Despite the unpredictability of these payment programs on social media, I really prefer creating Instagram Reels as opposed to long-form YouTube videos, because the algorithm is forever shifting on these apps, but in 2022/2023 they seem to be prioritizing short vertical video content. It’s also so much less time consuming to make a short vertical video and use music directly from the app, than to edit a YouTube video and find copyright free music etc. For reference it usually takes me 8-24 hours to edit a standard 5+ min YouTube video (not including filming), and in contrast it only takes me 15-min to an hour to make a reel. It also feels a lot easier to get more views on Instagram Reels then Youtube at the moment. Plus, now with YouTube shorts and TikTok, I can recycle my vertical video content on 3 apps, and make money off of each app.

I also make money off the TikTok Creator Fund. I believe you need a minimum of 10K followers to join and you have to set your account to “personal” rather than “business” to be eligible to apply, which I was able to gain in just a month via 3 videos that I recycled from Instagram Reels. There are a few other ways to make money off your content on TikTok, and as I become more familiar with them, I’ll update this.

8. Freelance Work

If you already have an online or remote skill (e.g. writer, graphic or web designer, photographer, accountant etc.) or if you are growing your audience as a social media influencer or becoming a blogger- freelance work can be wonderful when you find a client that is the right fit.

Finding jobs/clients can be tricky at first, but gets easier overtime as you learn how to articulate your skills on your resume and in interviews. Plus, the flexibility and freedom that freelance work offers is unparalleled (especially when it comes to earning remote income).

I have found clients here and there for one-off jobs for web design, communications consulting, & social media content creation and management. Typically my clients were people that followed my blog or one of my social media channels and reached out to me online, and others I networked with in-person and handed a business card to.

I can’t express how powerful and effective the “word-of-mouth” method is for finding clients. So tell all your friends and family about your business plans, because chances are they know someone who needs your services.

One of my very first long-term clients was an eco-friendly lotion brand. They reached out to me on Instagram to be a brand ambassador for their skincare products, and we worked well together, so they offered me a job as the sole social media content creator for their YouTube and Instagram accounts (a brand ambassador of sorts), which lasted for about a year. This is why it’s so important to be picky about who you work with, because a strong brand partnership can evolve into a more sustainable business relationship.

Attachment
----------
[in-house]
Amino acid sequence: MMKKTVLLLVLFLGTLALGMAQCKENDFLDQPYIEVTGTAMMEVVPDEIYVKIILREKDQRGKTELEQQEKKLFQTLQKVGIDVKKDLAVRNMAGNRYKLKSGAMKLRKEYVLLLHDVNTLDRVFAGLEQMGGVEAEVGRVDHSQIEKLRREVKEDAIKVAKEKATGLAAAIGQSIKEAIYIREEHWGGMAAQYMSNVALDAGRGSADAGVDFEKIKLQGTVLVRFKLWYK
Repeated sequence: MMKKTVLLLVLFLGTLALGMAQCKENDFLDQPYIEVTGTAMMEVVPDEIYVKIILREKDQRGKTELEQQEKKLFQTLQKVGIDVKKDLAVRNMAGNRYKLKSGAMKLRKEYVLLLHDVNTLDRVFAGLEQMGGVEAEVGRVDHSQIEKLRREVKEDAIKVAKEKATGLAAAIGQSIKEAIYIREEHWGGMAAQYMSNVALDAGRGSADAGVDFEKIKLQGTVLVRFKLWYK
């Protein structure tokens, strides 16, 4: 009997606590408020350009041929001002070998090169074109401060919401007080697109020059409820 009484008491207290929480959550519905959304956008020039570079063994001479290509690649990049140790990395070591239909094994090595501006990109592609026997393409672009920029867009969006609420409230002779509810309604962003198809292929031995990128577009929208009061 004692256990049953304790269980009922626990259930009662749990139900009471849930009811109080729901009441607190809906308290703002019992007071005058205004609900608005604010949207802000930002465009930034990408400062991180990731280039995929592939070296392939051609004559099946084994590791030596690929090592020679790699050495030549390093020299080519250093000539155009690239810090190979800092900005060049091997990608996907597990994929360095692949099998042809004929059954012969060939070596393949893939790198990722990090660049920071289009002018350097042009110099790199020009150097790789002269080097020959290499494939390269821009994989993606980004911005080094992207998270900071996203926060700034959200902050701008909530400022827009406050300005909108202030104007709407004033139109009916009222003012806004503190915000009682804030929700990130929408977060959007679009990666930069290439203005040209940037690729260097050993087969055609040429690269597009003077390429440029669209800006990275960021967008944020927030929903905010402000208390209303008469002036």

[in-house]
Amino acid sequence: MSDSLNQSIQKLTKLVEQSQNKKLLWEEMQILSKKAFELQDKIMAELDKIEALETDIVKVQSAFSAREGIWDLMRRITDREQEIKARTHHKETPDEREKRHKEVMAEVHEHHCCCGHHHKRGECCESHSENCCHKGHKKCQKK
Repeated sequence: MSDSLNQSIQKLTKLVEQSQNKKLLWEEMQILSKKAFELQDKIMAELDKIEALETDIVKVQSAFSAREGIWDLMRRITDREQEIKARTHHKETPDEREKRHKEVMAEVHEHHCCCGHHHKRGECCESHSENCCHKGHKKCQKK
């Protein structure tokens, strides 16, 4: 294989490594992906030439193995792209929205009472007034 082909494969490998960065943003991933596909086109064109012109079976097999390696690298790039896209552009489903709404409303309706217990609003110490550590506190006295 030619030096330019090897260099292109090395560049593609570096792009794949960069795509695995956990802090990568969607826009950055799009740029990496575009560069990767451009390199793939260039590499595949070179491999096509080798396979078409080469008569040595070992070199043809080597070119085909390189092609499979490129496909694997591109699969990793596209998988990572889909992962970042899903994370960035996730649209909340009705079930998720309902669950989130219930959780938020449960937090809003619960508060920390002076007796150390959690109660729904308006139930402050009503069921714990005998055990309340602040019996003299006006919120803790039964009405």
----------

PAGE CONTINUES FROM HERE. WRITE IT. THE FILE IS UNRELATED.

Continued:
You can also use online networks like Upwork, Freelancer.com, and Fiverr to find freelance specific gigs and clients. But ultimately, you can just search job websites like Indeed and filter for “remote work”. The majority of my long-term jobs and all my long-term remote freelance contracts, I have found on Idealist. I particularly love Idealist.org because they are a job network for socially and eco-conscious people and organizations. You can also just search for “remote” jobs using their filters.

I was also able to work as the Communications Director for my mom’s legislative political campaigns in 2018 and again in 2020. I designed and managed the campaign website, created content and managed campaign newsletters, social media posts, print/digital advertisements, produced and edited campaign videos and radio ads, and managed endorsements and press. You may not have a parent looking to hire for an applicable role, but you might have a friend or an acquaintance working somewhere that is hiring for a relevant position.

More recently, I’ve worked as a part-time and remote Digital Community Manager, Social Media Manager, and Short Vertical Video Creator for three different non-profits. The freelance pay for each of these roles has ranged from $25/hr-$50/hr, and $150/short video.

My freelance communications and social media management roles illustrate how you can use your newfound content creation and social media skills that you’ll hone while blogging or creating content on your own social media, to market yourself for other freelance jobs. I don’t have a degree in communications, digital media, graphic or web design, videography, or marketing, yet I’ve managed to build up my resume in those areas with just the skills I’ve taught myself over the years.

These skills will be especially appealing to startups, smaller organizations, and mom and pop shops that don’t necessarily need someone with years of experience or a specific degree in this area, and won’t require you to work in an office with regular hours.

Even if you don’t want to do any of the freelance jobs I’ve mentioned and don’t have any specific skills or a degree that can be leveraged, you can do other things like be a virtual assistant, or search for “remote entry level” jobs on online job networks like LinkedIn, Indeed, or the freelance websites I mentioned above.

Now with the global pandemic and remote work becoming even more commonplace, this is an ideal time to find part-time and full-time remote job opportunities no matter your field or expertise (even non-freelance jobs with benefits).

*One quick note on freelance work (that I wish someone told me early on): make sure your rates are taking into consideration the fact that you will have to pay self-employment tax which is 15.3% of your income. All said and done, your taxes are approximately 30% of your income when you are self-employed. You can learn more at the IRS website, here.